She also found time to complete an MBA from the Carlson School of Management, where she had access to another mentor, Lisa Bittman–a Godsend, and a grounding force through some tough years, she says.
In the whole process, Stellner fell in love with Minnesota and with her now-husband, Herbert Stellner, and they later welcomed two more children into the family, Herbert Stellner IV (9) and Clara Gem Stellner (7).
Stellner recalls her student days at Augsburg with gratitude, especially the fantastic lecturing of Dr. David Matz (sociology). In recent years she has reconnected with her alma mater, thanks to Shelby Andress ’56, who introduced her to the Augsburg Women Engaged (AWE) group–”the most incredible group of women I’ve ever met,” says Stellner. She is grateful to now be serving as co-chair of the AWE Council.
Stellner also serves on the board of Friendship Academy of the Arts, a blue-ribbon school that serves predominantly African American students, and on the board of Isuroon, an organization committed to self-sufficiency of Somali women and their families. Recently elected board secretary, Stellner is drawn to the organization by its dedication to changing the narrative that is portrayed in mainstream media to one that more accurately reflects the true family values of Somali culture.
Even with a demanding work schedule, Stellner and her family manage to keep a garden, and take delight in eating the fruits of their labors. But they wouldn’t mind some additional time with no agenda–time for family play, reading for pleasure–and perhaps a few extra hours of sleep. During Homecoming this fall, Stellner will be honored with Augsburg’s First Decade Award.
For a young man born in a Kenyan refugee camp and immigrating to the U.S. at age 12 through the persistent efforts of his hard-working mother, to now be chosen as one of 31 young Fellows from 25 countries to participate in the 2017 World Innovation Summit for Education (WISE) Learners’ Voice Program may seem unlikely. And for Awale (“Wally”) Osman ’15, it is “surreal.” But this opportunity is one of many that have energized him.
And, for him, this year’s conference topic is very close to home—Global Forced Migration and Refugee Crisis.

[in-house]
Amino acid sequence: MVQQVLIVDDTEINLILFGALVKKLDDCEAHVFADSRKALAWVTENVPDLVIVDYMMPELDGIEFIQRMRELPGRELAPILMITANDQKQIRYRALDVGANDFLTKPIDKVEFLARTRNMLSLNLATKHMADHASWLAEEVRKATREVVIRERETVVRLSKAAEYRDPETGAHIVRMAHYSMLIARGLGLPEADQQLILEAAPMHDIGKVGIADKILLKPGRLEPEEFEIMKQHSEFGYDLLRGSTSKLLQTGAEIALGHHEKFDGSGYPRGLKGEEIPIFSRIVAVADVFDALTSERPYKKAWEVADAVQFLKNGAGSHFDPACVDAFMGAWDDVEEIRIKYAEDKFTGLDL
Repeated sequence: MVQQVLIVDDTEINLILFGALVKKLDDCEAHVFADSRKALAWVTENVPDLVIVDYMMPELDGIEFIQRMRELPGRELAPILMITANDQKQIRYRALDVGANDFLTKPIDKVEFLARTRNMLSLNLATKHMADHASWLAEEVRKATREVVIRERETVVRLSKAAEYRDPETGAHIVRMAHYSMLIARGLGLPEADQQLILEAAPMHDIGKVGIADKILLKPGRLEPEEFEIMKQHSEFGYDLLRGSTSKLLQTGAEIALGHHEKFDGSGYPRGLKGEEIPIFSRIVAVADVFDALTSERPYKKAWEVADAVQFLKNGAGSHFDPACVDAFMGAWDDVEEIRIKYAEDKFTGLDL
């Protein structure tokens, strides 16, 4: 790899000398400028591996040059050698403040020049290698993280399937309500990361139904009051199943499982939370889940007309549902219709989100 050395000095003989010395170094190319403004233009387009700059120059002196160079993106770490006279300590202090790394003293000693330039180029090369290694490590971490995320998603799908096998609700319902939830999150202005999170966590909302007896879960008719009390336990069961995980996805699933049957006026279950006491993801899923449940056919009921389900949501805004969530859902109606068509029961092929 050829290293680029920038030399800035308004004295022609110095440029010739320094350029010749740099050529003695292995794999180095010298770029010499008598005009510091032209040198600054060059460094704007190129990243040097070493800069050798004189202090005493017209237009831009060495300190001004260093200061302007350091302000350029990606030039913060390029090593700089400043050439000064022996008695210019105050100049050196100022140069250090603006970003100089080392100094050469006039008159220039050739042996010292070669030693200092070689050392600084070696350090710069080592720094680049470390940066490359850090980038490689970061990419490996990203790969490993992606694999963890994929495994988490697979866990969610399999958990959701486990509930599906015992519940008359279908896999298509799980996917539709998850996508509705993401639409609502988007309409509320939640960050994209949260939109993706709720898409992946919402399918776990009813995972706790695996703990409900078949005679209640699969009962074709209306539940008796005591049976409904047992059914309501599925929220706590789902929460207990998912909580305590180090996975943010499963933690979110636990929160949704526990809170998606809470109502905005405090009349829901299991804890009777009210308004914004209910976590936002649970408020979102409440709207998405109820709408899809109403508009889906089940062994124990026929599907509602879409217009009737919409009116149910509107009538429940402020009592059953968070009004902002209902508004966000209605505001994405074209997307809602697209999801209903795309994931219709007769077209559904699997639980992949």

Osman has just returned from the first residential session, held in Athens, Greece, where the Fellows had a chance to study how Greece was handling its own refugee crisis and the challenges that affect a refugee community. The group heard from established experts on the topic, studied where crises were occurring, and proposed possible solutions. They heard from those working “on the ground” and did volunteer work with individuals having to go through the process of seeking asylum. The session in Athens (“an extraordinary experience,” says Osman) and a second residential session, to be convened during the summer in Madrid, Spain, will culminate in the WISE conference in Doha in November.
As Osman looks back on the many opportunities he has been granted, he is consistently motivated to give back. He mentions his ESL (English as a Second Language) teachers in the U.S., who played a pivotal role in conquering his first major barrier (and that of most refugees)—language. Those teachers also put him in touch with Boys & Girls Club, where he became involved; Upward Bound, which prepared him for college; and TRiO/Student Support Services, which helped him persist in earning his bachelor’s degree. These are part of the Federal TRiO programs funded through the U.S. Department of Education and focusing on providing comprehensive academic support, integrated learning courses, learning communities, academic English enhancement, and leadership development for low- to moderate-income, first-generation college students and students with disabilities.
Osman sees these TRiO programs as the “main pillars” that helped him grow personally and professionally. They enabled him to set goals and find connections to resources. They evaluated his progress, held him accountable, and served as a source of emotional support. And they kept him connected, even as he worked to support his family (most of whom now live in the States). Continue reading “The Joy of Circling Back”→
Jason Kusiak spends late winter and early spring long-lining for cod and haddock, and most of the year catching lobster. Fishing in some of America’s oldest seaports near Gloucester, Mass., gives Kusiak an appreciation for the area’s rich history, and a healthy respect for those who made a living fishing the Atlantic in earlier times. He relishes the hard work, excitement, and competition of constantly driving at something, and “with fishing, you can see the direct result of your work ethic,” he says.